The Ancient Magus’ Bride: The Golden Yarn Review

In the last couple of years the popularity of ongoing manga series The Ancient Magus’ Bride has grown considerably. With ten volumes to its name (nine in English with the tenth due out in February), and a well-received anime adaption, it should come as no surprise that publisher Seven Seas Entertainment are working hard to translate more of the franchise’s offerings. Today I’m here to see what tales the first of two short story collections have to tell from this mysterious world.

The Ancient Magus’ Bride: The Golden Yarn begins with a story by the original mangaka, Kore Yamazaki. This tale is focused on the centaur courier, Hazel, as he goes to visit his aunt Marie over the festive holidays. His story is bittersweet, as we discover his aunt is an outcast from the centaur herd, having been born with only two legs and thus banished to live among humans. Hazel is the only contact she has with other centaurs now and she loves him dearly; so much so that she hesitates to reveal that she’s in poor health…

Yamazaki’s tale starts off a collection of stories that are all, more often than not, bittersweet in nature. Focusing on both new and familiar faces in this universe, all of the works on offer in this collection are captivating in their own way and the authors who have worked on the various stories have done a good job.

The second story in this collection was written by Kairi Aotsuki, one of the authors thus far unknown outside of Japan – but their story ended up being one of my favourites. Fans of both the anime and manga series for The Ancient Magus’ Bride will remember Joel Garland, the widowed man with a beautiful rose garden who’s haunted by a leánnan sídhe named Redcurrant. Aotsuki’s story tries to showcase how Redcurrant came to develop her feelings for Joel in a tale that really feels like it came from the original mangaka. It’s again a bittersweet short, but one I am very attached to.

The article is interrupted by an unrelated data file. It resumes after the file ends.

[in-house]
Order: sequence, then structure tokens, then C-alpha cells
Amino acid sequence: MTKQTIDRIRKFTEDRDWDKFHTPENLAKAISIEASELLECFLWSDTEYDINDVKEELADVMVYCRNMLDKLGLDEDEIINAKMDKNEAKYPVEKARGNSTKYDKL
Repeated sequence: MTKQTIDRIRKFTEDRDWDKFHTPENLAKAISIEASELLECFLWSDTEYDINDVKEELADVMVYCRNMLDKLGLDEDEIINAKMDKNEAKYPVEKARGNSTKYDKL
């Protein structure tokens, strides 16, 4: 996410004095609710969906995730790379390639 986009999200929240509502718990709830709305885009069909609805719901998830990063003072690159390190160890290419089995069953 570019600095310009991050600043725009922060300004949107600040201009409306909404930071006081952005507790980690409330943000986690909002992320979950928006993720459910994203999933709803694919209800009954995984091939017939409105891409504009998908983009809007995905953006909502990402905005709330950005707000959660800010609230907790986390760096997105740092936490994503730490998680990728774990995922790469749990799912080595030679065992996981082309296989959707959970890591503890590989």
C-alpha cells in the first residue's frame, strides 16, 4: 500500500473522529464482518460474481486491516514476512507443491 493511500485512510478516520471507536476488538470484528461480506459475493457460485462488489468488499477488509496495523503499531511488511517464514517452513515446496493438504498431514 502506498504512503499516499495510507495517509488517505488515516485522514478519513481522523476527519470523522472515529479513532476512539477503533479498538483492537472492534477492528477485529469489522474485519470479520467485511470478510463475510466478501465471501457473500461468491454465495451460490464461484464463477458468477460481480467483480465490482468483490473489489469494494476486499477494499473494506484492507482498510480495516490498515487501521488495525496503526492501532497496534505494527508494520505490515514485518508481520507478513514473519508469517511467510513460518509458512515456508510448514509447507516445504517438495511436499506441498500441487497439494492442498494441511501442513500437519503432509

The world of this series is extremely broad and opens up the opportunity for some truly unique ideas, like the story written by Jun’Ich Fujisaku (Ghost in the Shell: Stand Alone Complex script writer). Fujisaku’s contribution is set in a modern day Edinburgh and follows a genius programmer who suddenly goes missing. When a colleague goes searching for him, they stumble across more than they bargained for and discover that maybe the programmer’s skills weren’t wholly natural.

As I read these stories I couldn’t help coming back to how dark and depressing they could be, as I mentioned earlier on. The exception to this is the two-part story written by Yuu Godai (Quantum Devil Saga author) about two werewolf siblings, which concludes in the next short story collection: The Ancient Magus’ Bride: The Silver Yarn. The dreary atmosphere isn’t really a huge problem (there’s nothing wrong with a dark story after all) but in a short story collection I found it difficult to go from one sad tale to another. I’d rather have had a happier one breaking up the gloom to lift my spirits rather than plunging me further down. It probably works better if you take breaks between the stories, rather than reading through the vast majority at once like I did.

Having said that, when I finished The Ancient Magus’ Bride: The Golden Yarn I was left feeling satisfied. I think the various contributors all did a fantastic job crafting tales that fit in this universe, and where existing characters were used, they were done justice to.

Praise is especially deserved for how well described the setting is, given that the series is set in England and all of these authors live in Japan. While reading about Scotland I really felt like I was walking the same streets as the cast.

This release comes to the West thanks to publisher Seven Seas, who also publish the original manga and guide books for the series. Translations have been handled by Andrew Cunningham, who doesn’t work on the manga but has given a problem-free translation for this book that matches up to that of the manga series in terms of quality. There are a variety of illustrations included throughout the book, which have all been provided by series mangaka Kore Yamazaki, and they offer great visuals for the characters in each story.

Overall The Ancient Magus’ Bride: The Golden Yarn is a must read for fans of the franchise. While I recommend taking breaks between stories to avoid getting bogged down in the darkness of  these tales, each one is a welcome addition to this universe and I’m looking forward to reading the second instalment later in the year.

The Ancient Magus’ Bride © Kore Yamazaki 2014

8 / 10


When she's not watching anime, reading manga or reviewing, Demelza can generally be found exploring some kind of fantasy world and chasing her dreams of being a hero.

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